By anguillian January 18, 2016 10:21 Updated



In last week’s edition of this paper, Minister of Infrastructure, the Honourable Curtis Richardson outlined five hopeful projects for 2016. I was particularly pleased that two of those projects related to gateways into Anguilla. For some time we have been hearing concerns from the tourism sector about access to Anguilla. Some tourism officials and hoteliers view our access problem as the number one obstacle to the further development of our tourism sector. According to them, it is just too much trouble to get to Anguilla, so visitors choose other destinations instead. Additionally, even for those who do come, their experience is marred by many stops and changeovers encountered en route to Anguilla. I believe both residents and visitors agree that they would prefer if access to Anguilla was a whole lot easier. The question though is how do we solve this problem?

According to Minister Richardson, investments are to be made in both the development of the Blowing Point Ferry Port and the expansion of the Clayton J Lloyd International Airport. We are aware from data provided by the Statistics Department that the vast majority of visitors to Anguilla enter via our ferry port. The questions we must ask ourselves before any investment is made in these gateways include:

• How many visitors are we hoping to attract to Anguilla each year?
• From which markets will our visitors be coming?
• What mode of air transportation is being used by visitors – commercial airlines or private jets?
• What level of occupancy is required for our hotel industry to thrive?
• Based on the answers to the above, should the ferry port or the airport be the main port of entry?
• Should both ports be equally developed so that residents and visitors have more options to get to Anguilla?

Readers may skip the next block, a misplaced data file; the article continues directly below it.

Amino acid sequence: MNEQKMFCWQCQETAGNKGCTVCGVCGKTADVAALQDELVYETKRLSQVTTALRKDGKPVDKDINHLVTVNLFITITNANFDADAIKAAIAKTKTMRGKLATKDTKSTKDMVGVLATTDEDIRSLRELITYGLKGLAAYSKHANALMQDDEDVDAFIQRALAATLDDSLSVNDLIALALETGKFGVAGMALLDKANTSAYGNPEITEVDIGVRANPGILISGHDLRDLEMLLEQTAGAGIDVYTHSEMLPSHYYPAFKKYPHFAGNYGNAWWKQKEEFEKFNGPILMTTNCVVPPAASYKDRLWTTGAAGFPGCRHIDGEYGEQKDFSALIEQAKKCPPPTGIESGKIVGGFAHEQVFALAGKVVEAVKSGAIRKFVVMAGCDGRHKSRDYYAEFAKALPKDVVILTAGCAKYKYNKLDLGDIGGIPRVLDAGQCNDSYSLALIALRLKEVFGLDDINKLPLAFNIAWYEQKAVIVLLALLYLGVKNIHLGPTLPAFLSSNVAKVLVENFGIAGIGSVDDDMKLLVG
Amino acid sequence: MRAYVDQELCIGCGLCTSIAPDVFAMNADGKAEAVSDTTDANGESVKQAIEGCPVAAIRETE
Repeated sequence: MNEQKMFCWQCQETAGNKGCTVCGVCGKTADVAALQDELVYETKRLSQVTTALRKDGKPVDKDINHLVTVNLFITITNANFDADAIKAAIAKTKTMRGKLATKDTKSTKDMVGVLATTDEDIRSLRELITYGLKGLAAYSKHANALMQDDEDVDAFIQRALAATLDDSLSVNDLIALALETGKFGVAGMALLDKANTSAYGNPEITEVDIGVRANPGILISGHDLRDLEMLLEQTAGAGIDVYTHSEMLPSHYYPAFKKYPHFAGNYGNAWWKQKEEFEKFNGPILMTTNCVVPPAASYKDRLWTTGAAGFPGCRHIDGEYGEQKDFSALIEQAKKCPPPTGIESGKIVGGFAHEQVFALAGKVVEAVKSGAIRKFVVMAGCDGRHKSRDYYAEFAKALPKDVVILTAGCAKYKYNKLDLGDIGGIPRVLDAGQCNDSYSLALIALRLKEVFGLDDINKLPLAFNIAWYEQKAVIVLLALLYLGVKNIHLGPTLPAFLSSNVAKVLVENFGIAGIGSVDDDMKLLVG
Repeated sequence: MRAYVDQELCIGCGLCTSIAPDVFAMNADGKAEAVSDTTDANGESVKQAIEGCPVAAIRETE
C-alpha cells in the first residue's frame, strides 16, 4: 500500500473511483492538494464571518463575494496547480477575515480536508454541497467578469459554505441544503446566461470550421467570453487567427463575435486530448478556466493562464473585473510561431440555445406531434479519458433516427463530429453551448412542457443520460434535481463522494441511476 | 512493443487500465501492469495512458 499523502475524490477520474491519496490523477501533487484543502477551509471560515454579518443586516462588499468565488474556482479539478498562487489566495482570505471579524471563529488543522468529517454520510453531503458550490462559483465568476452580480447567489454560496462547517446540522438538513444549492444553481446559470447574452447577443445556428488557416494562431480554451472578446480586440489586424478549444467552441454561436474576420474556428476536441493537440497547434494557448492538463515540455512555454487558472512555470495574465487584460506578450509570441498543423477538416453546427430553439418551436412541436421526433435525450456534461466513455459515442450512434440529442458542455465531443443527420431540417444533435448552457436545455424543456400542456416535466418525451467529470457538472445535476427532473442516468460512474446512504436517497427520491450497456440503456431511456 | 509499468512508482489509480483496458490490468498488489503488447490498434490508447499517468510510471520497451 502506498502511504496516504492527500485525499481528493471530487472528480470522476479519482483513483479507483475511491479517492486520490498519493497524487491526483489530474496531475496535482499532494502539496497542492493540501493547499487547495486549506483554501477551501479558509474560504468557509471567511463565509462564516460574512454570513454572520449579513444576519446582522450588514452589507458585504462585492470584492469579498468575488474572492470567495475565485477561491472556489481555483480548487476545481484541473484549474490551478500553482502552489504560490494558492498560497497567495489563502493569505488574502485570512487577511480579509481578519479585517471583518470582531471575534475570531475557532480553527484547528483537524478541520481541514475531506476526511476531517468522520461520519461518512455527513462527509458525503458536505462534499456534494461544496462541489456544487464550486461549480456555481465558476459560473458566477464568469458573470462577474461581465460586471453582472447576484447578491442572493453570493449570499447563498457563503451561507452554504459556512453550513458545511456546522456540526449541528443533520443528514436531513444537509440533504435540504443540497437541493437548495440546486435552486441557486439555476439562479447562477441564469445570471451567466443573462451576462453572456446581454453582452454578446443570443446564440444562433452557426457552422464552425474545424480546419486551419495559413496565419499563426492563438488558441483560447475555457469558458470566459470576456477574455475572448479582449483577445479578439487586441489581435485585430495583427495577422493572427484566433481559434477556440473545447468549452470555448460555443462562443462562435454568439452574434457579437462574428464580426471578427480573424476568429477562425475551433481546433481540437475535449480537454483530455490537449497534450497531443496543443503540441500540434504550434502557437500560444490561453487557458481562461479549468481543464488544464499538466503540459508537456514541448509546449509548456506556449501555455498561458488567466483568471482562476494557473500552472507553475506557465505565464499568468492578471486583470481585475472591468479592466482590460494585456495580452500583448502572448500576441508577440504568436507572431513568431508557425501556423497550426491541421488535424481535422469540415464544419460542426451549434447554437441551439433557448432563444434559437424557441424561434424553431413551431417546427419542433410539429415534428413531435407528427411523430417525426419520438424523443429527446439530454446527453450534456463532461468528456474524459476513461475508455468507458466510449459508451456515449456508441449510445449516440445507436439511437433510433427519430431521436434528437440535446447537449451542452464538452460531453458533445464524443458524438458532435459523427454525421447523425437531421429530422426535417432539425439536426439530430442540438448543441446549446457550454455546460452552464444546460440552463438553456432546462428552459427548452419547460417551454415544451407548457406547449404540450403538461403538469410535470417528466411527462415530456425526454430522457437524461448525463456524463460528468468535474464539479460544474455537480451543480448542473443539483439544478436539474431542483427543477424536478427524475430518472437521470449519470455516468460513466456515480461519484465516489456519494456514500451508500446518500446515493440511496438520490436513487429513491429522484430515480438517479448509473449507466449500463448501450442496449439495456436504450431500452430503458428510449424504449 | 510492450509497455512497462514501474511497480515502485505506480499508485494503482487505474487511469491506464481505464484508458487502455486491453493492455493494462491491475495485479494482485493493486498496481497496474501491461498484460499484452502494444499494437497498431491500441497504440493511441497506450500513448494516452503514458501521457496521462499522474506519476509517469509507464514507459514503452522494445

The answers to these questions will raise other issues such as how much reliance should continue to be placed on the Princess Juliana International Airport. In relation to Anguilla, aircraft size, flight frequency, runway length, land acquisition etc. are all issues to grapple with. I trust that Minister Richardson and his team are compiling the required information and examining all these issues closely before engaging any developer interested in a public/ private partnership in relation to these projects.

While it is critical that urgent steps be taken to deal with our access issue, it is even more critical that we get it right. Our historical and cultural linkages with St Martin/St Maarten dictate that the ferry port will always be an important gateway to Anguilla. Plans for airport development must therefore be mindful of this. Additionally, any potential negative impacts that airport expansion may have on the livelihood of ferry and charter boat operators must be mitigated. In other words, a developer interested in either port has to weigh how the existence of the other port will affect their investment – and Government has to be concerned that livelihoods are not threatened.

Whatever solution is arrived at, I trust that it would be based on sound data, consideration of the pertinent issues and also be relevant, dynamic and sustainable. I believe I speak for both residents and returning visitors when I say a solution is long overdue. We look forward to hearing more about the development plans and proposals as 2016 progresses. Hopefully, we can finally put this pesky access issue to bed.

By anguillian January 18, 2016 10:21 Updated


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